The Popular Party, not as popular as they used to be

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Cordon Press
Cristina Cifuentes, Madrid's regional candidate, smiles inside PP headquarters after the regional and municipal elections in Madrid.

THE conservative Partido Popular (PP), which has been in government since 2011, are beginning to loose their mojo, according to Sunday’s regional and municipal results. The polls had 13 regions, the exclaves of Ceuta and Melilla, and a total of 8,119 councils up for the taking.
The PP has lost its regional majorities, a stark contrast to the power the party held back in 2011. However the party has kept defiant, drawing people’s attention to the fact that it is still the most voted party in Spain, occupying 27 per cent of the polls.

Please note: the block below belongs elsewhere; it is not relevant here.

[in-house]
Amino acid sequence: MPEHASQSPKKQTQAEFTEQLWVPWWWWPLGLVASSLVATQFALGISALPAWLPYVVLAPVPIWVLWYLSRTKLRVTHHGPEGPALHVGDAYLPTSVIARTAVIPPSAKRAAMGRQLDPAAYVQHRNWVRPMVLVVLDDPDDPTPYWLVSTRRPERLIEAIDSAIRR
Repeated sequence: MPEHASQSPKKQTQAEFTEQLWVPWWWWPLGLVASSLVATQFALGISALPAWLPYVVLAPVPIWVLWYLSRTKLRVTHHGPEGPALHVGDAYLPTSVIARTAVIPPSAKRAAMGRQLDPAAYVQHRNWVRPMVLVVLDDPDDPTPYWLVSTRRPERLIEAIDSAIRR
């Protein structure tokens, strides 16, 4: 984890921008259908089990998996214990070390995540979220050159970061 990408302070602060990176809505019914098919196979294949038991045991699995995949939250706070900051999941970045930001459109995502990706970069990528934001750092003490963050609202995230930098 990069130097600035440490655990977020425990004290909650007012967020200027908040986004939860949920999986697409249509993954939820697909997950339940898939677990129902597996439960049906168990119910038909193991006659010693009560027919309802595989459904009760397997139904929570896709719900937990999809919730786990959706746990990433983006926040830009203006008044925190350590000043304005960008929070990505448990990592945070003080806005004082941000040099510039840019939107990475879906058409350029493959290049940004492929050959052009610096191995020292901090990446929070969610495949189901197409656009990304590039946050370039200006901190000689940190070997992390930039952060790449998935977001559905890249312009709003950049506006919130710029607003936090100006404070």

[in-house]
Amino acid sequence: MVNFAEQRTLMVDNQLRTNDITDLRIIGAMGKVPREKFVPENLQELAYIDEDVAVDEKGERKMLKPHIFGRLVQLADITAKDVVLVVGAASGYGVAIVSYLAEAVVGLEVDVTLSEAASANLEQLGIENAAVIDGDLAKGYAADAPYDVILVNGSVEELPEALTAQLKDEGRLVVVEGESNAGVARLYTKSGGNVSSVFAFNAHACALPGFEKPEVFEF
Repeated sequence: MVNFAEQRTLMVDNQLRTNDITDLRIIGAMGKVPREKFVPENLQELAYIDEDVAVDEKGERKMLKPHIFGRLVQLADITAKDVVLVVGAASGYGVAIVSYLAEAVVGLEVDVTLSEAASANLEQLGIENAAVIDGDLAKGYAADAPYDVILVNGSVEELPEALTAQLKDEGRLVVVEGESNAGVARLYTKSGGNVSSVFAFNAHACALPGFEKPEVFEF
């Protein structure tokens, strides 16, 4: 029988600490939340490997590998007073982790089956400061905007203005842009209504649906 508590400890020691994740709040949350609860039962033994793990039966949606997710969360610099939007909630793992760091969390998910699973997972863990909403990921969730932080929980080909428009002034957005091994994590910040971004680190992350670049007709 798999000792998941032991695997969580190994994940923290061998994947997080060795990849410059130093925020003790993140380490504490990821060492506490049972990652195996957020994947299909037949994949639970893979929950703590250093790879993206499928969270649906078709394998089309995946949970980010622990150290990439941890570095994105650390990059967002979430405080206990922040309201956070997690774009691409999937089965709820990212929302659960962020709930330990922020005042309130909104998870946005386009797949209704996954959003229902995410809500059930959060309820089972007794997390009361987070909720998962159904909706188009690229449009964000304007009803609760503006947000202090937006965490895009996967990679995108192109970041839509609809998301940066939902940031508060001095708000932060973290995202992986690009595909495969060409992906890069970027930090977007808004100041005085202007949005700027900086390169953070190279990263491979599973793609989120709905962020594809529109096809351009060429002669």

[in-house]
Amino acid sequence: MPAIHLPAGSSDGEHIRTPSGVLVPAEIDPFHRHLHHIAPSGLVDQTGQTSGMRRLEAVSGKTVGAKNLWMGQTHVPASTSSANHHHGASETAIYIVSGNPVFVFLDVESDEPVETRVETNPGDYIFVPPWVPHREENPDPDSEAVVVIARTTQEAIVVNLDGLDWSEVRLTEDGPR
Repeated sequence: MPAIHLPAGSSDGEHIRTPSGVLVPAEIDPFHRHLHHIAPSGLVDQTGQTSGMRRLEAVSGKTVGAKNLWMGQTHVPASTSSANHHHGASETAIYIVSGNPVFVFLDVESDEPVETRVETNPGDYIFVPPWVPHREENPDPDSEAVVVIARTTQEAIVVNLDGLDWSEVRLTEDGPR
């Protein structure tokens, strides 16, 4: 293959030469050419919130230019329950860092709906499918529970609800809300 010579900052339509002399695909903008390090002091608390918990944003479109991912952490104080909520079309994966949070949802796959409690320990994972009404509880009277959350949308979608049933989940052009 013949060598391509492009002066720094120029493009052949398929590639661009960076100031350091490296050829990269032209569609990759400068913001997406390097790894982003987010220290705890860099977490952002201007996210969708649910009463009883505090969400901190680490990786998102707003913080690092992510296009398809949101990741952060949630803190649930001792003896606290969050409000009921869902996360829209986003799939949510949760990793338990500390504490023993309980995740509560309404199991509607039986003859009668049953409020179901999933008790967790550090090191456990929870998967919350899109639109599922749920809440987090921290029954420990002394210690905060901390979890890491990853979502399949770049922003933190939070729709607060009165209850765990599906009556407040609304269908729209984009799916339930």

Sunday’s proceedings also revealed a two-point difference between the two leading parties, the PP and the PSOE socialist party, demonstrating how close an election this really was. Both parties have in fact lost votes, the PP party losing a staggering 2.5 million votes, while the PSOE party was down 700,000 votes.
Podemos and Ciudadanos have managed to shake this election up, however, it just doesn’t seem to be enough as the PP and PSOE parties go head to head.




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